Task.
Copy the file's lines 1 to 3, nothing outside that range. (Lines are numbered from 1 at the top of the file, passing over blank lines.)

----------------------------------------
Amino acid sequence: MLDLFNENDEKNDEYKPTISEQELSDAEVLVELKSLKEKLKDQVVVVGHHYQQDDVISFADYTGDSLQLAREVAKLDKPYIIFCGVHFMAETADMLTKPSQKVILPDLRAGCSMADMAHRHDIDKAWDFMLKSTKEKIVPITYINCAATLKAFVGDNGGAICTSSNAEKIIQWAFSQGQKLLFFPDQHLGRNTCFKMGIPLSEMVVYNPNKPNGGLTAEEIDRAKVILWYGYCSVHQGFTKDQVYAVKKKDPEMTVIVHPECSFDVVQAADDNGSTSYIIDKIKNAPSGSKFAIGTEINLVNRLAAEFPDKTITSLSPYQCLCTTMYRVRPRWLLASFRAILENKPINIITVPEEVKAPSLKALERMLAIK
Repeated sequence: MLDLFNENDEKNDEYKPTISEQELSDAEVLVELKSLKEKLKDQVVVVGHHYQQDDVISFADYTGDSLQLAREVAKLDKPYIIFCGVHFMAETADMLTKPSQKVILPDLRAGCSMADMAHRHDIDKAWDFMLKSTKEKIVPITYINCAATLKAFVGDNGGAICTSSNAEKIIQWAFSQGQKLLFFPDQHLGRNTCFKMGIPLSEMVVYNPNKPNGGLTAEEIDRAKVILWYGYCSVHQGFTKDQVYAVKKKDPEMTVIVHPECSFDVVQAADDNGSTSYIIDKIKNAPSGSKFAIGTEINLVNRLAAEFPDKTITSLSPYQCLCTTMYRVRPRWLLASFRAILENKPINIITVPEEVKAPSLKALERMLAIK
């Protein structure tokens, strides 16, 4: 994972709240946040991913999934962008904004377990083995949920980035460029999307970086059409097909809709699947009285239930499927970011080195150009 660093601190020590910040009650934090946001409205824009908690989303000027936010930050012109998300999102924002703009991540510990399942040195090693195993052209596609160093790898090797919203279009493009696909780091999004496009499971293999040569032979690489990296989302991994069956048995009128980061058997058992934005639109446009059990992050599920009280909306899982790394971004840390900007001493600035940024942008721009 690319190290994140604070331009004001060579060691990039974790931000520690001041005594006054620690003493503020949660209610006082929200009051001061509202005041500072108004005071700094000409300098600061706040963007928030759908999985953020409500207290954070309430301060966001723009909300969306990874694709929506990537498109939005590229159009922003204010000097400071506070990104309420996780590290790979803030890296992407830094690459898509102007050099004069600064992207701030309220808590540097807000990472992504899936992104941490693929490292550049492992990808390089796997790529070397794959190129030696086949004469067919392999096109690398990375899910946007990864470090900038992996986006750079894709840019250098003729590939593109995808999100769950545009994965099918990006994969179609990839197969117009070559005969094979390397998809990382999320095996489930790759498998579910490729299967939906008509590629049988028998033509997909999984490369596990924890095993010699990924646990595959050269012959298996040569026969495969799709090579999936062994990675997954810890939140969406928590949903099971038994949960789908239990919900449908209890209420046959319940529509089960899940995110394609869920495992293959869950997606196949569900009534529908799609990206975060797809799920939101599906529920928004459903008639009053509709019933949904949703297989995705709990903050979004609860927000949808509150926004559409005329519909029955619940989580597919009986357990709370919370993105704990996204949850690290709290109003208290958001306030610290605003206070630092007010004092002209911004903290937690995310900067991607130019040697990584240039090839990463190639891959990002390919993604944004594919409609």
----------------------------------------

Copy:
Amino acid sequence: MLDLFNENDEKNDEYKPTISEQELSDAEVLVELKSLKEKLKDQVVVVGHHYQQDDVISFADYTGDSLQLAREVAKLDKPYIIFCGVHFMAETADMLTKPSQKVILPDLRAGCSMADMAHRHDIDKAWDFMLKSTKEKIVPITYINCAATLKAFVGDNGGAICTSSNAEKIIQWAFSQGQKLLFFPDQHLGRNTCFKMGIPLSEMVVYNPNKPNGGLTAEEIDRAKVILWYGYCSVHQGFTKDQVYAVKKKDPEMTVIVHPECSFDVVQAADDNGSTSYIIDKIKNAPSGSKFAIGTEINLVNRLAAEFPDKTITSLSPYQCLCTTMYRVRPRWLLASFRAILENKPINIITVPEEVKAPSLKALERMLAIK
Repeated sequence: MLDLFNENDEKNDEYKPTISEQELSDAEVLVELKSLKEKLKDQVVVVGHHYQQDDVISFADYTGDSLQLAREVAKLDKPYIIFCGVHFMAETADMLTKPSQKVILPDLRAGCSMADMAHRHDIDKAWDFMLKSTKEKIVPITYINCAATLKAFVGDNGGAICTSSNAEKIIQWAFSQGQKLLFFPDQHLGRNTCFKMGIPLSEMVVYNPNKPNGGLTAEEIDRAKVILWYGYCSVHQGFTKDQVYAVKKKDPEMTVIVHPECSFDVVQAADDNGSTSYIIDKIKNAPSGSKFAIGTEINLVNRLAAEFPDKTITSLSPYQCLCTTMYRVRPRWLLASFRAILENKPINIITVPEEVKAPSLKALERMLAIK
């Protein structure tokens, strides 16, 4: 994972709240946040991913999934962008904004377990083995949920980035460029999307970086059409097909809709699947009285239930499927970011080195150009 660093601190020590910040009650934090946001409205824009908690989303000027936010930050012109998300999102924002703009991540510990399942040195090693195993052209596609160093790898090797919203279009493009696909780091999004496009499971293999040569032979690489990296989302991994069956048995009128980061058997058992934005639109446009059990992050599920009280909306899982790394971004840390900007001493600035940024942008721009 690319190290994140604070331009004001060579060691990039974790931000520690001041005594006054620690003493503020949660209610006082929200009051001061509202005041500072108004005071700094000409300098600061706040963007928030759908999985953020409500207290954070309430301060966001723009909300969306990874694709929506990537498109939005590229159009922003204010000097400071506070990104309420996780590290790979803030890296992407830094690459898509102007050099004069600064992207701030309220808590540097807000990472992504899936992104941490693929490292550049492992990808390089796997790529070397794959190129030696086949004469067919392999096109690398990375899910946007990864470090900038992996986006750079894709840019250098003729590939593109995808999100769950545009994965099918990006994969179609990839197969117009070559005969094979390397998809990382999320095996489930790759498998579910490729299967939906008509590629049988028998033509997909999984490369596990924890095993010699990924646990595959050269012959298996040569026969495969799709090579999936062994990675997954810890939140969406928590949903099971038994949960789908239990919900449908209890209420046959319940529509089960899940995110394609869920495992293959869950997606196949569900009534529908799609990206975060797809799920939101599906529920928004459903008639009053509709019933949904949703297989995705709990903050979004609860927000949808509150926004559409005329519909029955619940989580597919009986357990709370919370993105704990996204949850690290709290109003208290958001306030610290605003206070630092007010004092002209911004903290937690995310900067991607130019040697990584240039090839990463190639891959990002390919993604944004594919409609």